• The Mediator should share his/her intention to help the couple through their process of dismantling their marriage or relationship with the least possible damage to themselves, their children, their friends, and their extended family members. Further, the Mediator should state that his/her intention is to try to make sure that, as time passes, the couple has the greatest chance to remain supportive, civil and cordial towards one another.
  • One should, however, not be surprised if one or both of the parties write the word “angry” or “sad”, because playing these songs might also elicit feelings that the hopes and dreams which the couple shared in their early relationship were betrayed, leaving feelings of sadness and disappointment uppermost in one or both of their minds. If no positive emotions or words come to mind for either party when the songs are played, the Family Mediator could still use the situation to speak in a caring way about the fact that current problems being faced can cloud what might otherwise be positive memories. However, the mediator can express the hope that, as the threads of the problems become at least partially untangled, and as each party’s ability to remember and honor the good times and the love once shared increases, such evoking of positive memories will lead to a more successful, positive and workable conclusion to the mediation. Moreover, it should be noted that, unlike logical and factual exchanges, music touches a different part of the brain, and that even when playing a song at the beginning of mediation might appear to have done little to dampen the angry fires, positive, unconscious effects may later evidence themselves. Since so much of communication is non-verbal, using music in the way described above might give the mediator another tool, beyond the exchange of words and more common techniques used, to create a positive and perhaps even a bit more empathetic and giving environment.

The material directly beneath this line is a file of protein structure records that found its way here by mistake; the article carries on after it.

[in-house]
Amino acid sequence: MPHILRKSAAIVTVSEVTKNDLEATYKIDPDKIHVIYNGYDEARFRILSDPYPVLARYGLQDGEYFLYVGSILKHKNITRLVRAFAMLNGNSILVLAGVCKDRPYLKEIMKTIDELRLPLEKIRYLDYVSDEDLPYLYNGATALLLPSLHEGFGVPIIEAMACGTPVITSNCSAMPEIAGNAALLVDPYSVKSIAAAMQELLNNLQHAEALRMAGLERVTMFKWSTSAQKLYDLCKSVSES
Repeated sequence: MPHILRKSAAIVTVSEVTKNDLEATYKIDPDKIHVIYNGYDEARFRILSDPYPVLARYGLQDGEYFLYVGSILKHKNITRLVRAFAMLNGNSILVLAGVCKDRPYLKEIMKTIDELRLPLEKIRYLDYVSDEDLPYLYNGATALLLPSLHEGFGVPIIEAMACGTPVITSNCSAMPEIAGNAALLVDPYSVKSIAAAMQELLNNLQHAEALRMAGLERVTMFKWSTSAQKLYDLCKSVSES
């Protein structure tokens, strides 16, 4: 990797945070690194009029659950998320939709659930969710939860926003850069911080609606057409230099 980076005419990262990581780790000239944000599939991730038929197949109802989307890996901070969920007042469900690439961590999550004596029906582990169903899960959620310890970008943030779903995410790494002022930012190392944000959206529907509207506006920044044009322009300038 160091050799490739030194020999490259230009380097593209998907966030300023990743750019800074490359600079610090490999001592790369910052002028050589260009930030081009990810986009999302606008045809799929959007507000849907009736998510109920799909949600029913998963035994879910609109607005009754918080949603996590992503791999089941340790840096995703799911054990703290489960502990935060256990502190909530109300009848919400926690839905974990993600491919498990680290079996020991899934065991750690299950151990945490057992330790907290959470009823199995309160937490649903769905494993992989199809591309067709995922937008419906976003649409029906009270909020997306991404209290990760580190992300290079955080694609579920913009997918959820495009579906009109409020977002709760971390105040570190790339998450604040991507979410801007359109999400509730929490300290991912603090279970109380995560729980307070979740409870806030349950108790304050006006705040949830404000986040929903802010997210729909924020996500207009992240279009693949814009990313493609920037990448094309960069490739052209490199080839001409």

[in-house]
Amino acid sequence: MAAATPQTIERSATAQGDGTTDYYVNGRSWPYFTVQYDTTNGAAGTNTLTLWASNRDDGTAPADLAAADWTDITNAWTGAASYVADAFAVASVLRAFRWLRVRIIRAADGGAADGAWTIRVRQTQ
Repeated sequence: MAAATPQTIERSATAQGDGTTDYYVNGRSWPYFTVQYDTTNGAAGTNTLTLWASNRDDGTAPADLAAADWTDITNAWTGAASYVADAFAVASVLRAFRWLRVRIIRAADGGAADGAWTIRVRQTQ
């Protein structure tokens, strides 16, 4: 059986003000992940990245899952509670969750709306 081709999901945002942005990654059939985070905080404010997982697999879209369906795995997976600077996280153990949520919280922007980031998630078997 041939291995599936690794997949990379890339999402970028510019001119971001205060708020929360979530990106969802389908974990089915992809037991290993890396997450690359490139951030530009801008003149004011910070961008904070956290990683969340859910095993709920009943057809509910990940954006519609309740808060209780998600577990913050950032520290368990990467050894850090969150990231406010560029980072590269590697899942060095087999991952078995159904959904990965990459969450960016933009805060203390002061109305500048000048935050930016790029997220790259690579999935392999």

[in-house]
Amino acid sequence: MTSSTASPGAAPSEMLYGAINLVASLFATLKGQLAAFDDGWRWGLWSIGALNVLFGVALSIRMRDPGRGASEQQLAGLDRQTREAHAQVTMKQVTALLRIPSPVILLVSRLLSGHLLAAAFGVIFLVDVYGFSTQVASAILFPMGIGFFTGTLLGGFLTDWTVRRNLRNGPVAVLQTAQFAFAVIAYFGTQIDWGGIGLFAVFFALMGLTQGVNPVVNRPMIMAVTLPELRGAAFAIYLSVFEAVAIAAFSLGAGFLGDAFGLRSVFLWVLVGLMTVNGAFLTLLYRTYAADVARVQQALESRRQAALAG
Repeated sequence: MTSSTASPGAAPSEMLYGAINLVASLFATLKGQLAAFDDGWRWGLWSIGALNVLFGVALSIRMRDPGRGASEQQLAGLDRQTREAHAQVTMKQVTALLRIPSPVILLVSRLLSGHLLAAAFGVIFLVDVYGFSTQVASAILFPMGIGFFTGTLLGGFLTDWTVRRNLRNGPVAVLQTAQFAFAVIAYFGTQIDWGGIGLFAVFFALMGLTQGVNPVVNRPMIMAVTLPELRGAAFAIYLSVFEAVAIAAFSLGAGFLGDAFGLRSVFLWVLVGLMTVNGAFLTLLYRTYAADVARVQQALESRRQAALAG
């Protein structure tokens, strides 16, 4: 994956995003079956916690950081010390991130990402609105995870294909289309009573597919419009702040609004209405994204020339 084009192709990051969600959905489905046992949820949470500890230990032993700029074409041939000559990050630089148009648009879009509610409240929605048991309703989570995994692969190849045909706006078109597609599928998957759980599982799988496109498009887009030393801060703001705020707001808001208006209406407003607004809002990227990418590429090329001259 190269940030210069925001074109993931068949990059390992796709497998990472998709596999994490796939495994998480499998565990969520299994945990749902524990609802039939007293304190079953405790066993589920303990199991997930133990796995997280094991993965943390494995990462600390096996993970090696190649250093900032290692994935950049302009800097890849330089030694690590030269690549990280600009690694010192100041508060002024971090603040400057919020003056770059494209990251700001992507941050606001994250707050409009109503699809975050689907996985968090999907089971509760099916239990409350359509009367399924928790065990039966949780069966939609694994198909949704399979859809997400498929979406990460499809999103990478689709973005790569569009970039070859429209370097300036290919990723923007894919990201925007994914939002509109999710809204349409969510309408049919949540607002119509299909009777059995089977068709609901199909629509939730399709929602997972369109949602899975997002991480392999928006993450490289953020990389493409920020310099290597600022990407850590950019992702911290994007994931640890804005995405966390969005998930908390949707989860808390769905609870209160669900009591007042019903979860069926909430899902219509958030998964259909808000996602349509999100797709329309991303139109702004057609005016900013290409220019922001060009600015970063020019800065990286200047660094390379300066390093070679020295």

• During successive meetings, each party could be asked to send in the name of another piece of music that each member might like to hear, or, alternatively, a piece of music that each thinks the other partner might like to hear. The mediator could promote the idea that this sharing would be a good way to start mediation sessions, so that the hard work of mediation that follows would be preceded by a mutual effort to create a more neutral, if not a more positive, emotional field. As such, this small gesture could serve as an “olive branch” extended between the parties.

In order to accumulate the knowledge gained from these interventions, participating mediators should write up their experiences to share with a central source at APFM (See Evaluation Form below). If lots of success is reported, a more formal study could be implemented that might be published—one that codifies and advances the efforts of Family Mediators.

Please know that I’d be grateful to learn of any successes, or failures, that result from this experiment. It would be a gift to me that might enlighten me and/or Operation Respect in our on-going work.

All my thanks,
Peter Yarrow


PLEASE COMPLETE THIS FORM and APFM will forward it on to Peter Yarrow. Thank you!

This simple form will give us a preliminary report on what occurred, and with what degree of success, when you used music as part of your mediation process. In addition to filling out this brief, evaluation form, please add a few comments and a description of what took place in your session(s).

Please fill in the form after each session in which music was used to help facilitate a more positive environment for a couple.